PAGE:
*Medical Imaging: Physics of Medical Imaging*, vol. 6510 of*Proceedings of SPIE*, p. 20, February 2007. View at Publisher · View at Google Scholar · View at Scopus - T. Wu, A. Stewart, M. Stanton et al., “Tomographic mammography using a limited number of low-dose cone-beam projection images,”
*Medical Physics*, vol. 30, no. 3, pp. 365–380, 2003. View at Publisher · View at Google Scholar · View at Scopus - P. Grangeat, “Mathematical framework of cone beam 3d reconstruction via the first derivative of the radon transform,” in
*Mathematical Methods in Tomography*, pp. 66–97, 1991. - D. Soimu, I. Buliev, and N. Pallikarakis, “Studies on circular isocentric cone-beam trajectories for 3D image reconstructions using FDK algorithm,”
*Computerized Medical Imaging and Graphics*, vol. 32, no. 3, pp. 210–220, 2008. View at Publisher · View at Google Scholar · View at Scopus - R. Gordon, R. Bender, and G. T. Herman, “Algebraic Reconstruction Techniques (ART) for three-dimensional electron microscopy and X-ray photography,”
*Journal of Theoretical Biology*, vol. 29, no. 3, pp. 471–481, 1970. View at Scopus - Y. Pan, R. Whitaker, A. Cheryauka, and D. Ferguson, “Tv-regularized iterative image reconstruction on a mobile c-arm ct,” vol. 7622 of
*Proceedings of SPIE*, p. 2L, 2010. - E. Y. Sidky, C. M. Kao, and X. Pan, “Accurate image reconstruction from few-views and limited-angle data in divergent-beam CT,”
*Journal of X-Ray Science and Technology*, vol. 14, no. 2, pp. 119–139, 2006. View at Scopus - M. Lustig, D. Donoho, and J. M. Pauly, “Sparse MRI: the application of compressed sensing for rapid MR imaging,”
*Magnetic Resonance in Medicine*, vol. 58, no. 6, pp. 1182–1195, 2007. View at Publisher · View at Google Scholar · View at Scopus - S. Brunner, B. E. Nett, R. Tolakanahalli, and G. H. Chen, “Prior image constrained scatter correction in cone-beam computed tomography image-guided radiation therapy,”
*Physics in Medicine and Biology*, vol. 56, no. 4, pp. 1015–1030, 2011. View at Publisher · View at Google Scholar · View at Scopus - G. T. Herman and R. Davidi, “Image reconstruction from a small number of projections,”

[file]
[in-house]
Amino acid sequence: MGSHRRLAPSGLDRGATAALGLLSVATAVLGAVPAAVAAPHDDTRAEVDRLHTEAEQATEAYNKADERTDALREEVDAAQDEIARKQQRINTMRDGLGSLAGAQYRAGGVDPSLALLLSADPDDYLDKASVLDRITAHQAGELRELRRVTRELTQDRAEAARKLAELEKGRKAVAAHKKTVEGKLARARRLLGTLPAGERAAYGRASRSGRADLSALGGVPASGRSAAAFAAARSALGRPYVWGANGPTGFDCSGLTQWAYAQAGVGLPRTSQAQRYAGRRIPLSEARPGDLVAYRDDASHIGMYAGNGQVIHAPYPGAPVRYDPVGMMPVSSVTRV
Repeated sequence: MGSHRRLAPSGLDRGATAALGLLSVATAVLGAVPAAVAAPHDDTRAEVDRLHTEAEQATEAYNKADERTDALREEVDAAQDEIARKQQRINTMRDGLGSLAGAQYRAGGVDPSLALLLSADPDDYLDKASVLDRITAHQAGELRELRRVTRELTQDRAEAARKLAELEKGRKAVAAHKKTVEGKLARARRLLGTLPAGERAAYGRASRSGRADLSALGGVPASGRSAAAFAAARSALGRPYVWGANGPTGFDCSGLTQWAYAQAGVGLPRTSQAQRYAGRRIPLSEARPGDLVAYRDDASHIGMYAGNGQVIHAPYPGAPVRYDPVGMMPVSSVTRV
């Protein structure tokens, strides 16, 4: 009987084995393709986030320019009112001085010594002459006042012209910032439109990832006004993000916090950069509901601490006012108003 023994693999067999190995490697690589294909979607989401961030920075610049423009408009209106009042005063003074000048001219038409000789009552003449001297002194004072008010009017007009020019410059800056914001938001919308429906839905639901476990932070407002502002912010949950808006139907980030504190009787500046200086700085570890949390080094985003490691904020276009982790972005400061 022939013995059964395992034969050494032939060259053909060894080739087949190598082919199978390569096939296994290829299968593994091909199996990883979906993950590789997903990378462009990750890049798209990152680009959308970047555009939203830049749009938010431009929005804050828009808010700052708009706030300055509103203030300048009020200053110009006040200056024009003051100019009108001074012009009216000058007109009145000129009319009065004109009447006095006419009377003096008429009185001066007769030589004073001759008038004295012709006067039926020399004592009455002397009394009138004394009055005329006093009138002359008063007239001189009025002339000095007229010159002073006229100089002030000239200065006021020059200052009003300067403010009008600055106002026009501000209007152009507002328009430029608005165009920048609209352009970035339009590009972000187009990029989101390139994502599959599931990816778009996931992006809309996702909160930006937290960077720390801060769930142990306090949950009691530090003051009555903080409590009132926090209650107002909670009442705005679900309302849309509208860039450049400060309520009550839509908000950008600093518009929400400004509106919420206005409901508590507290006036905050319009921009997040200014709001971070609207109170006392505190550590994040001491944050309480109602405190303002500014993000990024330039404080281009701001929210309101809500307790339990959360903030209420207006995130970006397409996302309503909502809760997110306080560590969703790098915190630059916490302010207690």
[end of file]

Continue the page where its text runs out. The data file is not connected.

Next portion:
*Inverse Problems*, vol. 24, no. 4, pp. 45011–45028, 2008. View at Publisher · View at Google Scholar · View at Scopus - J. Song, Q. H. Liu, G. A. Johnson, and C. T. Badea, “Sparseness prior based iterative image reconstruction for retrospectively gated cardiac micro-CT,”
*Medical Physics*, vol. 34, no. 11, pp. 4476–4483, 2007. View at Publisher · View at Google Scholar · View at Scopus - J. Tang, B. E. Nett, and G. H. Chen, “Performance comparison between total variation (TV)-based compressed sensing and statistical iterative reconstruction algorithms,”
*Physics in Medicine and Biology*, vol. 54, no. 19, pp. 5781–5804, 2009. View at Publisher · View at Google Scholar · View at Scopus - V. Singh, L. Mukherjee, P. M. Dinu, J. Xu, and K. R. Hoffmann, “Limited view CT reconstruction and segmentation via constrained metric labeling,”
*Computer Vision and Image Understanding*, vol. 112, no. 1, pp. 67–80, 2008. View at Publisher · View at Google Scholar · View at Scopus - F. Dennerlein, F. Noo, H. Schöndube, G. Lauritsch, and J. Hornegger, “A factorization approach for cone-beam reconstruction on a circular short-scan,”
*IEEE Transactions on Medical Imaging*, vol. 27, no. 7, pp. 887–896, 2008. View at Publisher · View at Google Scholar · View at Scopus - B. P. Medoff, W. R. Brody, M. Nassi, and A. Macovski, “Iterative convolution backprojection algorithms for image reconstruction from limited data,”
*Journal of the Optical Society of America*, vol. 73, no. 11, pp. 1493–1500, 1983. View at Scopus - T. G. Herman and B. L. Meyer, “Algebraic reconstruction techniques can be made computationally efficient,”
*IEEE Transactions on Medical Imaging*, vol. 12, no. 3, pp. 600–609, 1993. View at Publisher · View at Google Scholar · View at Scopus - F. Nattererm and F. Wübbeling,
*Mathematical Methods in Image Reconstruction*, vol. 5, Society for Industrial Mathematics, 2001. - V. Y. Panin, G. L. Zeng, and G. T. Gullberg, “Total variation regulated EM algorithm,”
*IEEE Transactions on Nuclear Science*, vol. 46, no. 6, pp. 2202–2210, 1999. View at Scopus - H. H. Barrett and K. J. Myers,
*Foundations of Image Science*, vol. 44, Wiley-Interscience, 2004. - B. L. Cohen, “The cancer risk from low level radiation,” in
*Radiation Dose from Multidetector CT*, pp. 61–79, 2012. - L. I. Rudin, S. Osher, and E. Fatemi, “Nonlinear total variation based noise removal algorithms,”
*Physica D*, vol. 60, no. 1–4, pp. 259–268, 1992. View at Scopus - E. J. Candès, J. Romberg, and T. Tao, “Robust uncertainty principles: exact signal reconstruction from highly incomplete frequency information,”
*IEEE Transactions on Information Theory*, vol. 52, no. 2, pp. 489–509, 2006. View at Publisher · View at Google Scholar · View at Scopus - A. Chambolle and P. L. Lions, “Image recovery via total variation minimization and related problems,”
*Numerische Mathematik*, vol. 76, no. 2, pp. 167–188, 1997. View at Scopus